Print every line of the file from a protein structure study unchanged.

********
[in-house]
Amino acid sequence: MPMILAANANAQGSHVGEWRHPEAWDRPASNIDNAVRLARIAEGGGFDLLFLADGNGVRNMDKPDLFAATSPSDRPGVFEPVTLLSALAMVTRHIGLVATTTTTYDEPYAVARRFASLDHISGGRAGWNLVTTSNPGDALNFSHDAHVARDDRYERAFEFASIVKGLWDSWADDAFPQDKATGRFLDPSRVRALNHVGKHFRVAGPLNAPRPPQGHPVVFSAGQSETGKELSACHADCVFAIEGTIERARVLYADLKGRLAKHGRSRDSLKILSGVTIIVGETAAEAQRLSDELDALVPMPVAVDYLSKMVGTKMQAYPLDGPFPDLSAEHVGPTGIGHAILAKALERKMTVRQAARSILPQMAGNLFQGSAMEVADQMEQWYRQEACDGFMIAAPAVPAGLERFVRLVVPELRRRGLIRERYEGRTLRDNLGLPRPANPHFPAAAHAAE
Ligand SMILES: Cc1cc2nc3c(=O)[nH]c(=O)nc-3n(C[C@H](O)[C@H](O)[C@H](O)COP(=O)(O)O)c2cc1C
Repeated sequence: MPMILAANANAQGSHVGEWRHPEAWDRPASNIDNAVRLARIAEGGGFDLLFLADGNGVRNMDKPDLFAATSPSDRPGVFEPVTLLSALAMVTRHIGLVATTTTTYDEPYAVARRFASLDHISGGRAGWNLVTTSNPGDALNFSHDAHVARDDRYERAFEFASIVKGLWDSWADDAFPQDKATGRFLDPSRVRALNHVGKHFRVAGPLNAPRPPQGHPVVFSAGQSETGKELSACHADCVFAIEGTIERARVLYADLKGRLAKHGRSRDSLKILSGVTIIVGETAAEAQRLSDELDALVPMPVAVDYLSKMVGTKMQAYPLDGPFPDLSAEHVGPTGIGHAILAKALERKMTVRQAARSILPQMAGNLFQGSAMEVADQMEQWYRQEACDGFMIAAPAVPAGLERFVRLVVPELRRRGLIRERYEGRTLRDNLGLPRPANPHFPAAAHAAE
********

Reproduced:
[in-house]
Amino acid sequence: MPMILAANANAQGSHVGEWRHPEAWDRPASNIDNAVRLARIAEGGGFDLLFLADGNGVRNMDKPDLFAATSPSDRPGVFEPVTLLSALAMVTRHIGLVATTTTTYDEPYAVARRFASLDHISGGRAGWNLVTTSNPGDALNFSHDAHVARDDRYERAFEFASIVKGLWDSWADDAFPQDKATGRFLDPSRVRALNHVGKHFRVAGPLNAPRPPQGHPVVFSAGQSETGKELSACHADCVFAIEGTIERARVLYADLKGRLAKHGRSRDSLKILSGVTIIVGETAAEAQRLSDELDALVPMPVAVDYLSKMVGTKMQAYPLDGPFPDLSAEHVGPTGIGHAILAKALERKMTVRQAARSILPQMAGNLFQGSAMEVADQMEQWYRQEACDGFMIAAPAVPAGLERFVRLVVPELRRRGLIRERYEGRTLRDNLGLPRPANPHFPAAAHAAE
Ligand SMILES: Cc1cc2nc3c(=O)[nH]c(=O)nc-3n(C[C@H](O)[C@H](O)[C@H](O)COP(=O)(O)O)c2cc1C
Repeated sequence: MPMILAANANAQGSHVGEWRHPEAWDRPASNIDNAVRLARIAEGGGFDLLFLADGNGVRNMDKPDLFAATSPSDRPGVFEPVTLLSALAMVTRHIGLVATTTTTYDEPYAVARRFASLDHISGGRAGWNLVTTSNPGDALNFSHDAHVARDDRYERAFEFASIVKGLWDSWADDAFPQDKATGRFLDPSRVRALNHVGKHFRVAGPLNAPRPPQGHPVVFSAGQSETGKELSACHADCVFAIEGTIERARVLYADLKGRLAKHGRSRDSLKILSGVTIIVGETAAEAQRLSDELDALVPMPVAVDYLSKMVGTKMQAYPLDGPFPDLSAEHVGPTGIGHAILAKALERKMTVRQAARSILPQMAGNLFQGSAMEVADQMEQWYRQEACDGFMIAAPAVPAGLERFVRLVVPELRRRGLIRERYEGRTLRDNLGLPRPANPHFPAAAHAAE